This day was special! On the 10th of June 2021 the sun, the moon and the earth formed a perfect line. This is the circumstance when solar eclipses do occur and the moon drifts between us and the sun and hence shades the sun.
New aspect: Imaging a decently bright target with my new rig
Image acquisition & processing: My new setup is ready and I was eager to use it for a bright and beautiful target – like the Whirlpool Galaxy. I imaged this particular galaxy before – check out this post – but this was with the old EQ3 and the dying Olympus DSLR. So not only was this a proof of my new rig but also a possibility to compare the two setups.
New aspect: After imaging the sun during the transit of Mercury I decided that I wanted to try imaging the sun in it’s entire glory. So I took out the DSLR and my 750mm FL Newton telescope and gave it a try.
New aspect: Imaging under a dark sky – taking an image of the Milky Way
Image acquisition: My family and I were holidaying in France at the western Atlantic coast. The weather was overwhelming and the trip wonderful! Being fairly far away from any major city the camping site and the beach in particular offered my some spectacular views of the night sky. Having Comet NEOWISE peaked its brightness a couple of days ago – read the article about this – I really wanted to capture the faint traveler in France. Unfortunately my only „gear“ I took with my was the lightweight tripod and a smartphone holder, along with my LG G6 (with the ability to take .raw images).
There are once in a lifetime events that no one should miss. Observing a bright comet is one of those rare things. This year we got the chance to witness a very bright and majestic comet: comet NEOWISE.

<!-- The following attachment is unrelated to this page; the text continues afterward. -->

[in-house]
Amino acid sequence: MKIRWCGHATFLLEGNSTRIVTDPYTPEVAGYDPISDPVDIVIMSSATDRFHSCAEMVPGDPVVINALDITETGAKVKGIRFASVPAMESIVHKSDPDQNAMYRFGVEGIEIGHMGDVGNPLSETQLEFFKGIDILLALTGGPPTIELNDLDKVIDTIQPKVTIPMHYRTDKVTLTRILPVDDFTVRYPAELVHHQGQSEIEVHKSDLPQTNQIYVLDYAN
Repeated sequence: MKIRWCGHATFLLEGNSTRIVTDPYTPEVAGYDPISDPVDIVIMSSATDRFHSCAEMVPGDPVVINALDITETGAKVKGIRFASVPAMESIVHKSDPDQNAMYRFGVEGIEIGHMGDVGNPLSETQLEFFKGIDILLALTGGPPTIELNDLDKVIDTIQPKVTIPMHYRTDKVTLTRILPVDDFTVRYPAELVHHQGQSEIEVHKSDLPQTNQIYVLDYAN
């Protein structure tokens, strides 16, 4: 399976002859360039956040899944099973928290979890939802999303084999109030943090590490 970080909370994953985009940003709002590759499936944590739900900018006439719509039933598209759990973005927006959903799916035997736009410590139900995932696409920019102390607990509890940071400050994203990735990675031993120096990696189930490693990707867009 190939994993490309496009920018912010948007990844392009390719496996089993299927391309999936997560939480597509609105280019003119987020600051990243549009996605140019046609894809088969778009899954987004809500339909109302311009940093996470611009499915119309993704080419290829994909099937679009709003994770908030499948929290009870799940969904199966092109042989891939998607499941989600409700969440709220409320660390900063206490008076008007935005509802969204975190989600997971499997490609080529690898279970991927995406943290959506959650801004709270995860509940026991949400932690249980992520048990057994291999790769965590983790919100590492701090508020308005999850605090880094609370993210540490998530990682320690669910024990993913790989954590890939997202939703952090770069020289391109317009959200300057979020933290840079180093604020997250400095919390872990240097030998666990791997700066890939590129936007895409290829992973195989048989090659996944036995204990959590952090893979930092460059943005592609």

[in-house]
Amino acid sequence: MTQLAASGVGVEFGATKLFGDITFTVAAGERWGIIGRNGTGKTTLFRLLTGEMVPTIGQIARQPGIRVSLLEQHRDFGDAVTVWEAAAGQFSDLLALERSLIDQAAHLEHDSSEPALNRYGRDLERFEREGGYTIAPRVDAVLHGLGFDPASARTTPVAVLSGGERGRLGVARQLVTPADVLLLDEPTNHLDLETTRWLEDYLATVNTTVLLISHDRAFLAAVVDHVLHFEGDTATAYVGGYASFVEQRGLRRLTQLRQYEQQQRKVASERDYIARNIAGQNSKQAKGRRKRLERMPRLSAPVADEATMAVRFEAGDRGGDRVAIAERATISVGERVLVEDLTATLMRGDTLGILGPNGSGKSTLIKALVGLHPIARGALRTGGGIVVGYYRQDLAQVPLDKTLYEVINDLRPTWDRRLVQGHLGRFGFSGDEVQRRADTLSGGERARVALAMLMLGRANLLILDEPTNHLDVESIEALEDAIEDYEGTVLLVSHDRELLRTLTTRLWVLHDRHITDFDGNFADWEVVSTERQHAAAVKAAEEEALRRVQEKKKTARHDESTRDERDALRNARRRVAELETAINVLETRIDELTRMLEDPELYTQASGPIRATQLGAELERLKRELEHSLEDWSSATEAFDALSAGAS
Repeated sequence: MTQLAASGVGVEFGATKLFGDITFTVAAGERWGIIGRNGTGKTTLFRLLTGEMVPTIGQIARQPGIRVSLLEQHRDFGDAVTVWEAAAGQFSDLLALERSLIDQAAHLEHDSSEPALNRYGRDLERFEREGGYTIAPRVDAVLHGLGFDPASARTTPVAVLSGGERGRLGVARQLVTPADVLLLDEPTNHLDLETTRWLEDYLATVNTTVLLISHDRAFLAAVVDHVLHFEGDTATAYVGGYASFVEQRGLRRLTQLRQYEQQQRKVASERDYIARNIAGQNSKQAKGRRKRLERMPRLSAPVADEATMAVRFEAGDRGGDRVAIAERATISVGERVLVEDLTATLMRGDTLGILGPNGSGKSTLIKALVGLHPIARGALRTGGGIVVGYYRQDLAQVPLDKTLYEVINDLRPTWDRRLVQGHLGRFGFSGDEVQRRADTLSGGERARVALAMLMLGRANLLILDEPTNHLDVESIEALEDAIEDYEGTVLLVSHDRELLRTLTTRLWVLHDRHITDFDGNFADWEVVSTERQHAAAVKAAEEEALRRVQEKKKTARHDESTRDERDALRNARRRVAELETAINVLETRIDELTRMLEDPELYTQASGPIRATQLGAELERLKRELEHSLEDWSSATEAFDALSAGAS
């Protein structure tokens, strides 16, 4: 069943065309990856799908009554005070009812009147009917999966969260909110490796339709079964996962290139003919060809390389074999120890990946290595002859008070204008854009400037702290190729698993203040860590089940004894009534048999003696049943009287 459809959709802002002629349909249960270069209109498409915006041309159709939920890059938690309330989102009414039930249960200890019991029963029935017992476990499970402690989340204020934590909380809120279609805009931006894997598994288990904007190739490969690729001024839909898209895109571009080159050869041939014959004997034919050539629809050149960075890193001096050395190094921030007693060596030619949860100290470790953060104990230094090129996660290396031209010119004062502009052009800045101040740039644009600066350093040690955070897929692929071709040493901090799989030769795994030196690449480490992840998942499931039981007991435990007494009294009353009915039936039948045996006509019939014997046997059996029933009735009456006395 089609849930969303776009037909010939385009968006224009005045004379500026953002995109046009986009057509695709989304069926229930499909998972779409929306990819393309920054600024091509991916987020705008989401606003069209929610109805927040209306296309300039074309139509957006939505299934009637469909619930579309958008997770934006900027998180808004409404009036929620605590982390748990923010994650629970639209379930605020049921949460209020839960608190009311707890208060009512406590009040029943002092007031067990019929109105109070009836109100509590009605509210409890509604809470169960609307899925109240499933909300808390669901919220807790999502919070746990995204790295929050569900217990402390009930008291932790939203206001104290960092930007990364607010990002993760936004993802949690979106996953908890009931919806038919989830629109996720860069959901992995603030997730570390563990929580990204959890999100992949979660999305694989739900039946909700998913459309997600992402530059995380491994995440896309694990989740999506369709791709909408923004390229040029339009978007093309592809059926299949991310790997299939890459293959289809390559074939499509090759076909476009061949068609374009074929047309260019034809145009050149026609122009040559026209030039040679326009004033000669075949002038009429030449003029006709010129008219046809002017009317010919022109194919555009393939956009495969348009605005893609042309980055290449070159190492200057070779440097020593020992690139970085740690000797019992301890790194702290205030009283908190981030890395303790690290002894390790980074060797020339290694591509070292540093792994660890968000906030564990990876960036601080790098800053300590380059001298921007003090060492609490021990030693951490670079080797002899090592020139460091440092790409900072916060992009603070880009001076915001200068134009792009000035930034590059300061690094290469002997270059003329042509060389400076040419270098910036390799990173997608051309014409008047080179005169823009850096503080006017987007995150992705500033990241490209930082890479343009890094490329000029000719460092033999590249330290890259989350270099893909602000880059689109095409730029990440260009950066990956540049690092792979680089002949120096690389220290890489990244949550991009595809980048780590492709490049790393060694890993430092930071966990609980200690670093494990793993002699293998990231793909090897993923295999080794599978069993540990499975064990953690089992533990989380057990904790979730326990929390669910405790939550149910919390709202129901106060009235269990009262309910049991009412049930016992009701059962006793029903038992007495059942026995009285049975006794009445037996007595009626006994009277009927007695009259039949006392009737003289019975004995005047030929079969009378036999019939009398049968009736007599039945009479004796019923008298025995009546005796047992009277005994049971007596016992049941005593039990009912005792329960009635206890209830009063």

New aspect: Testing the coma aberration on a Newton Telescope
This time I was testing the errors I encountered during my first light session (M27). I saw the stars in the corners being elongated towards the center of the image.
This elongation was to be expected – it is called „coma“ and is a result of A) imperfections in the mirror and B) a natural effect for parabolic mirrors to focus light in different focal points depending on the distance of the image center. I did a full review of inner light paths inside reflection scopes in this video:
finally everything arrived. My old rig was quite overwhelmed with my
ambitions and had to be replaced. Why so?
First reason was the old mount. The mount is undoubtedly the most
important part of your equipment. No fancy OTA will produce sweet DSO
images without a proper tracking mount. And “proper” means: The
mount must be able to carry the optics with ease.
New aspect: Visualize the impact of seeing while taking images of Venus.
Image acquisition & processing: I took three different images of Venus during the recent few months. All of the images were taken with the exact same hardware and setting – a ASI ZWO120MC-S Color planetary webcam with a 3x Barlow lens on top of my 750mm Newtonian reflector carried by the Skywatcher EQ3 -Pro mount. All images were recorded as .avi files (2min @ 60fps) and stacked (20% best) and sharpened in Autostakkert!3.
& „It’s too much!“ – beginning backlash-errors or the EQ3 -Pro
29.04.2019 – 04.05.2019
New aspects: – first time with an auto-guiding system – Guiding shows first signs of overcapacity – revisited a target for noise reduction – first „proper“ galaxy – longest project so far
Image acquisition: So finally every part of my new guide-scope arrived and I could use phd2 for proper guiding for the first time! Last session I had unsolvable difficulties with the guidecam, the „ToupTek Camera G-1200-KMB Mono Guider“. I stayed in touch with astroshop.de and they finally replaced my guidecam with another model, the ZWO ASI120mm mini-mono. This camera arrived and the current guiding setup now looks like this: